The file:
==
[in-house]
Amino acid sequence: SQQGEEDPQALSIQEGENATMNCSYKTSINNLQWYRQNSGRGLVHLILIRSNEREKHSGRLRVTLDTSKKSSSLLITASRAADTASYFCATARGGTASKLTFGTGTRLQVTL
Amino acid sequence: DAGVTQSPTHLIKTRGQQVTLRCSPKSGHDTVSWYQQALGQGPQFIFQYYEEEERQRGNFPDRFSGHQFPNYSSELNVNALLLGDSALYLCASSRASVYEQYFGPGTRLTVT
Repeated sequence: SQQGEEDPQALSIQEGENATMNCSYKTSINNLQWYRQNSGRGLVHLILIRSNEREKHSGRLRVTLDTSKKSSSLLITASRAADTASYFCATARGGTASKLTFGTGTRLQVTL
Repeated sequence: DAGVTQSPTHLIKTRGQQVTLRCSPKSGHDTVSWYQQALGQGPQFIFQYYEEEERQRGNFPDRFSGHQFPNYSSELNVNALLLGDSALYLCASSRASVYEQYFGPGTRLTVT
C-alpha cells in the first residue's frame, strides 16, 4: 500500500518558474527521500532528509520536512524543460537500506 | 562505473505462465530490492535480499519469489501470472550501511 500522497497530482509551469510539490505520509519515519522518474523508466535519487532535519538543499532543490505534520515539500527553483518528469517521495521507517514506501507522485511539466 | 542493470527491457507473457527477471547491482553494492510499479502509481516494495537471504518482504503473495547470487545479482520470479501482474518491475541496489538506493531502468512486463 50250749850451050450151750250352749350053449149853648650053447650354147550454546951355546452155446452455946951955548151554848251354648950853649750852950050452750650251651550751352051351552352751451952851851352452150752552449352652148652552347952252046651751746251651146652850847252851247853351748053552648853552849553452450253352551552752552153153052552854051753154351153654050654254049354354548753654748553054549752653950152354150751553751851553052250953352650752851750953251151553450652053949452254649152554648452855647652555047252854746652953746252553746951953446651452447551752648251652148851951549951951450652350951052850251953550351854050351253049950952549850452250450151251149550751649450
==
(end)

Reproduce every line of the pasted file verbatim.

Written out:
[in-house]
Amino acid sequence: SQQGEEDPQALSIQEGENATMNCSYKTSINNLQWYRQNSGRGLVHLILIRSNEREKHSGRLRVTLDTSKKSSSLLITASRAADTASYFCATARGGTASKLTFGTGTRLQVTL
Amino acid sequence: DAGVTQSPTHLIKTRGQQVTLRCSPKSGHDTVSWYQQALGQGPQFIFQYYEEEERQRGNFPDRFSGHQFPNYSSELNVNALLLGDSALYLCASSRASVYEQYFGPGTRLTVT
Repeated sequence: SQQGEEDPQALSIQEGENATMNCSYKTSINNLQWYRQNSGRGLVHLILIRSNEREKHSGRLRVTLDTSKKSSSLLITASRAADTASYFCATARGGTASKLTFGTGTRLQVTL
Repeated sequence: DAGVTQSPTHLIKTRGQQVTLRCSPKSGHDTVSWYQQALGQGPQFIFQYYEEEERQRGNFPDRFSGHQFPNYSSELNVNALLLGDSALYLCASSRASVYEQYFGPGTRLTVT
C-alpha cells in the first residue's frame, strides 16, 4: 500500500518558474527521500532528509520536512524543460537500506 | 562505473505462465530490492535480499519469489501470472550501511 500522497497530482509551469510539490505520509519515519522518474523508466535519487532535519538543499532543490505534520515539500527553483518528469517521495521507517514506501507522485511539466 | 542493470527491457507473457527477471547491482553494492510499479502509481516494495537471504518482504503473495547470487545479482520470479501482474518491475541496489538506493531502468512486463 50250749850451050450151750250352749350053449149853648650053447650354147550454546951355546452155446452455946951955548151554848251354648950853649750852950050452750650251651550751352051351552352751451952851851352452150752552449352652148652552347952252046651751746251651146652850847252851247853351748053552648853552849553452450253352551552752552153153052552854051753154351153654050654254049354354548753654748553054549752653950152354150751553751851553052250953352650752851750953251151553450652053949452254649152554648452855647652555047252854746652953746252553746951953446651452447551752648251652148851951549951951450652350951052850251953550351854050351253049950952549850452250450151251149550751649450